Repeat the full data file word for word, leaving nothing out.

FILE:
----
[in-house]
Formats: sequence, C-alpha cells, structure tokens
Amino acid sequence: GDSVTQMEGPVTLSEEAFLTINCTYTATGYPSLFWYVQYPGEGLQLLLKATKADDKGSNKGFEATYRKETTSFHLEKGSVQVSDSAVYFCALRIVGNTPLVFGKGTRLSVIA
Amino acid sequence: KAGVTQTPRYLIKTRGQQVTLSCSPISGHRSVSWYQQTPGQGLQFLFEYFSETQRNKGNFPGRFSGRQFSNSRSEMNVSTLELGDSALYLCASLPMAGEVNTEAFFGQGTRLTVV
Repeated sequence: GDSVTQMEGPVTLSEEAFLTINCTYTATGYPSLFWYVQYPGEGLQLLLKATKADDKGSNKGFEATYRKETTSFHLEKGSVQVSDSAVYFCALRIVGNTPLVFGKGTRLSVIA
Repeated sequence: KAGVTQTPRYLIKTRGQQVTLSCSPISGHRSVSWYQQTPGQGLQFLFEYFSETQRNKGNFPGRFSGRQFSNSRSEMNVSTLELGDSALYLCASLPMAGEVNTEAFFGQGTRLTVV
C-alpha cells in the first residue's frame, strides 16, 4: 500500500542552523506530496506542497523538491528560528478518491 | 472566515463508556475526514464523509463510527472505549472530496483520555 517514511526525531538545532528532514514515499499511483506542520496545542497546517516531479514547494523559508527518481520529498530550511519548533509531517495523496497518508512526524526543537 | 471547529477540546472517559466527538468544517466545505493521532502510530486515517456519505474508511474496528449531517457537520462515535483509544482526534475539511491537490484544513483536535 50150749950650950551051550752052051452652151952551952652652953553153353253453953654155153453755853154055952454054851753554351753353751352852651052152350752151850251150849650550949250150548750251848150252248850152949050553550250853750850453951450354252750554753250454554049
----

[in-house]
Formats: sequence, C-alpha cells, structure tokens
Amino acid sequence: GDSVTQMEGPVTLSEEAFLTINCTYTATGYPSLFWYVQYPGEGLQLLLKATKADDKGSNKGFEATYRKETTSFHLEKGSVQVSDSAVYFCALRIVGNTPLVFGKGTRLSVIA
Amino acid sequence: KAGVTQTPRYLIKTRGQQVTLSCSPISGHRSVSWYQQTPGQGLQFLFEYFSETQRNKGNFPGRFSGRQFSNSRSEMNVSTLELGDSALYLCASLPMAGEVNTEAFFGQGTRLTVV
Repeated sequence: GDSVTQMEGPVTLSEEAFLTINCTYTATGYPSLFWYVQYPGEGLQLLLKATKADDKGSNKGFEATYRKETTSFHLEKGSVQVSDSAVYFCALRIVGNTPLVFGKGTRLSVIA
Repeated sequence: KAGVTQTPRYLIKTRGQQVTLSCSPISGHRSVSWYQQTPGQGLQFLFEYFSETQRNKGNFPGRFSGRQFSNSRSEMNVSTLELGDSALYLCASLPMAGEVNTEAFFGQGTRLTVV
C-alpha cells in the first residue's frame, strides 16, 4: 500500500542552523506530496506542497523538491528560528478518491 | 472566515463508556475526514464523509463510527472505549472530496483520555 517514511526525531538545532528532514514515499499511483506542520496545542497546517516531479514547494523559508527518481520529498530550511519548533509531517495523496497518508512526524526543537 | 471547529477540546472517559466527538468544517466545505493521532502510530486515517456519505474508511474496528449531517457537520462515535483509544482526534475539511491537490484544513483536535 50150749950650950551051550752052051452652151952551952652652953553153353253453953654155153453755853154055952454054851753554351753353751352852651052152350752151850251150849650550949250150548750251848150252248850152949050553550250853750850453951450354252750554753250454554049